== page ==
The current tax regime in Portugal offers special tax rates to people involved in activities like science, art, and technology, such as architects, doctors, engineers, artists, managers, self-employed contractors, and technicians. They pay only a 20% tax rate on their income generated in Portugal. Full exemptions from taxes are given on various types of income from abroad, like income from work, rent, dividends, and more, as long as it's taxable in the source country under a double tax treaty or has been taxed in a non-low-tax jurisdiction. Pensions from foreign sources are taxed at a flat rate of 10%.
People who became tax residents in Portugal and hadn't been residents in the past five years could apply for this special regime. Once accepted, they enjoyed these tax benefits for ten consecutive years.
However, the Prime Minister recently announced that this special regime will be ending soon. He expressed concerns that it was contributing to property speculation and possibly driving up property prices.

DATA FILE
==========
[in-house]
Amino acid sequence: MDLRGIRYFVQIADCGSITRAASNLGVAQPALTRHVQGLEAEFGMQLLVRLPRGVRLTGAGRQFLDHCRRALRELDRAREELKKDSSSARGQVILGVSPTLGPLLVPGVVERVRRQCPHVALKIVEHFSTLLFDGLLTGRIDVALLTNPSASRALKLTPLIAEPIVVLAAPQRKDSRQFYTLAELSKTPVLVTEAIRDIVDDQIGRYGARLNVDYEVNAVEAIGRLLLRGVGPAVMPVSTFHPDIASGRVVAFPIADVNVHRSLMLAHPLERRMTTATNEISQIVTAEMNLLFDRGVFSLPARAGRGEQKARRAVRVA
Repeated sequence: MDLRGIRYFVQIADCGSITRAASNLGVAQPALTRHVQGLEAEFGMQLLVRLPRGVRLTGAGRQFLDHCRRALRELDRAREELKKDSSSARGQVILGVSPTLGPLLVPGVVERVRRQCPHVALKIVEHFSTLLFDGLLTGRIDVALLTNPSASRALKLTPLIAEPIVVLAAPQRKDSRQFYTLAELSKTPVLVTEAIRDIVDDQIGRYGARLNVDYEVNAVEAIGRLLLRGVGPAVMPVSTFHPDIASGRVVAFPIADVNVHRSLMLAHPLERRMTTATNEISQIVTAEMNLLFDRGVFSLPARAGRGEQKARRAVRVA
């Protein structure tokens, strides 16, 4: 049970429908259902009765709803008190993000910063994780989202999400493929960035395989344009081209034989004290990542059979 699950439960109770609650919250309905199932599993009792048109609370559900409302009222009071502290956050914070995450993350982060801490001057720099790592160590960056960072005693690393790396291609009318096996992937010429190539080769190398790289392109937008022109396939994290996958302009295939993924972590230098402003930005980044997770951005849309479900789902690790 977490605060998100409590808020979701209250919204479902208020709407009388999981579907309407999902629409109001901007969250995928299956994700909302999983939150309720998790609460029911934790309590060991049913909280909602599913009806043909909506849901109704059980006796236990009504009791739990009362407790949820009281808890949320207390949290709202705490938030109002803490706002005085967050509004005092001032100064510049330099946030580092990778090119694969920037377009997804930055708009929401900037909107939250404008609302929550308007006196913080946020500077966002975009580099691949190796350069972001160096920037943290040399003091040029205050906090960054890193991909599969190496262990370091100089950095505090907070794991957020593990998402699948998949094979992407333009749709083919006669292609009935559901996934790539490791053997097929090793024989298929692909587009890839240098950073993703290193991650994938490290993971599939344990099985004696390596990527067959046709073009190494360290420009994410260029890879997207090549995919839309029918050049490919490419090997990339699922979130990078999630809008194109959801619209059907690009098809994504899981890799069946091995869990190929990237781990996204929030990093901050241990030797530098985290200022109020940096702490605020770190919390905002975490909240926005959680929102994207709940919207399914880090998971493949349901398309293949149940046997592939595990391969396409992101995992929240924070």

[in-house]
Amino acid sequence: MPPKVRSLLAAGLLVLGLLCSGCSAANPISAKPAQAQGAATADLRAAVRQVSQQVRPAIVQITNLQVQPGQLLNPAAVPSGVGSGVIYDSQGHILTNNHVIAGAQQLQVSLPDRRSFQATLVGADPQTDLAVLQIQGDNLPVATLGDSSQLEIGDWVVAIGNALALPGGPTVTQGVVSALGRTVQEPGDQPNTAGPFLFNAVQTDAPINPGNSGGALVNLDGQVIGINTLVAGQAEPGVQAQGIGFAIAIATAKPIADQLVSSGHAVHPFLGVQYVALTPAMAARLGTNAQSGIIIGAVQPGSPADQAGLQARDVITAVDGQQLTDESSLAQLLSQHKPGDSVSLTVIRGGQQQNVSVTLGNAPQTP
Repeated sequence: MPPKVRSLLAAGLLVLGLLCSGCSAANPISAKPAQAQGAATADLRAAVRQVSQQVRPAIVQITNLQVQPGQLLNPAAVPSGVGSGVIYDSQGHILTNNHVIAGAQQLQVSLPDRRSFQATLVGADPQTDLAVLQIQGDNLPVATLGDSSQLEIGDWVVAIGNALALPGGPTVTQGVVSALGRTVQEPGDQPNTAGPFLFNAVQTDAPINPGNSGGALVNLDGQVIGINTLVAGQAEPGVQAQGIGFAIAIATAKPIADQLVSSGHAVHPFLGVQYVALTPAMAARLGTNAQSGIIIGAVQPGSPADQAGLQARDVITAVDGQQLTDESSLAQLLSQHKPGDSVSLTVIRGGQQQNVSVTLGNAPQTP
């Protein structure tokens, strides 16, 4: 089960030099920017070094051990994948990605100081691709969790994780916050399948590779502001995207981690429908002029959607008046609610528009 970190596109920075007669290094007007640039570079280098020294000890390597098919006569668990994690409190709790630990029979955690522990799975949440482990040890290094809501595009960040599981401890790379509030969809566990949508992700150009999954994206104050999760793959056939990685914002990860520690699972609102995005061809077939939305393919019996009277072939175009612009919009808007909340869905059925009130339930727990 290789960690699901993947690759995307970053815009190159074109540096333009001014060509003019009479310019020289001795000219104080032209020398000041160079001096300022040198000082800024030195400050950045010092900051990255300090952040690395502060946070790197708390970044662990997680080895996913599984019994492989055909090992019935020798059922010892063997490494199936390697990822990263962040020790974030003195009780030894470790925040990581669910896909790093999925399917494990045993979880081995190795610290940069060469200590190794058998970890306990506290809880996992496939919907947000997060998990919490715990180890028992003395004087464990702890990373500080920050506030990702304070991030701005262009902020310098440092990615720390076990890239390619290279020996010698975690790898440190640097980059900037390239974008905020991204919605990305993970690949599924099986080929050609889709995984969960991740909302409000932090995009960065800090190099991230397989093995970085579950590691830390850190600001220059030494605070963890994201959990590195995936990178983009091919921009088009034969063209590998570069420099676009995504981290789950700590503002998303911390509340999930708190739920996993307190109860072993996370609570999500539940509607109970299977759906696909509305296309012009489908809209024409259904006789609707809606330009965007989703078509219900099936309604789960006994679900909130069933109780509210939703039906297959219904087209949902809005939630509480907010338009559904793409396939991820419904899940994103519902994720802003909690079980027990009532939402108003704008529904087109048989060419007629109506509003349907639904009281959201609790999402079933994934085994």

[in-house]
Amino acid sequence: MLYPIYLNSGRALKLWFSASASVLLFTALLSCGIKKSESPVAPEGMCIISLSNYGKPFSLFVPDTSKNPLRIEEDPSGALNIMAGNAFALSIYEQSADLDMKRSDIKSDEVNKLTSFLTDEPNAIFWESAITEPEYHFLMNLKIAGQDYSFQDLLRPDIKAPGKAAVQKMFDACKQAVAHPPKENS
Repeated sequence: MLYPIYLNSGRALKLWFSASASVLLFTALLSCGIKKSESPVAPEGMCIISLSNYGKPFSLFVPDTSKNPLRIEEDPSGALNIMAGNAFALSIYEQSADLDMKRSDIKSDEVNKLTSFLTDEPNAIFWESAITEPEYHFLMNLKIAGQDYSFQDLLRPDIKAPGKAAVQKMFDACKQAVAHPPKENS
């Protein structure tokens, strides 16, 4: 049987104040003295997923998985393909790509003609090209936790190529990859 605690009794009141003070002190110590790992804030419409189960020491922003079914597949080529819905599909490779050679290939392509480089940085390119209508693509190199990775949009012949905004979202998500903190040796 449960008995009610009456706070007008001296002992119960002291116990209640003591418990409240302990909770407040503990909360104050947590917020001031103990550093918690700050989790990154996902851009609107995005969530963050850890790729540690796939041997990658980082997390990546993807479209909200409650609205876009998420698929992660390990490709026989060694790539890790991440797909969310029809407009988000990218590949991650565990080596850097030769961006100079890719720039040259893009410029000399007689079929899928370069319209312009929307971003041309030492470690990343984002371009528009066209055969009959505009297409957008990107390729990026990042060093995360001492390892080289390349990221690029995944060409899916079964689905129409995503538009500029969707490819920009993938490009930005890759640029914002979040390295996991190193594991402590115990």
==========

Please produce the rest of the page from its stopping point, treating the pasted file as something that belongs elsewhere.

The full details of this change have not been announced yet, but they are expected to be included in the 2024 budget, which will be unveiled on October 10, 2023. It's unclear whether the regime will be completely abolished, but it's likely that the 20% 'impatriate tax' regime will be removed.
If the regime is completely abolished, experts believe that those already in the regime and those accepted into it before the end of 2023 will be allowed to continue benefiting from it. This may also include non-EU nationals with pending visa applications as of December 31, 2023, who will still have the chance to apply for non-habitual tax resident status once their visa is approved.
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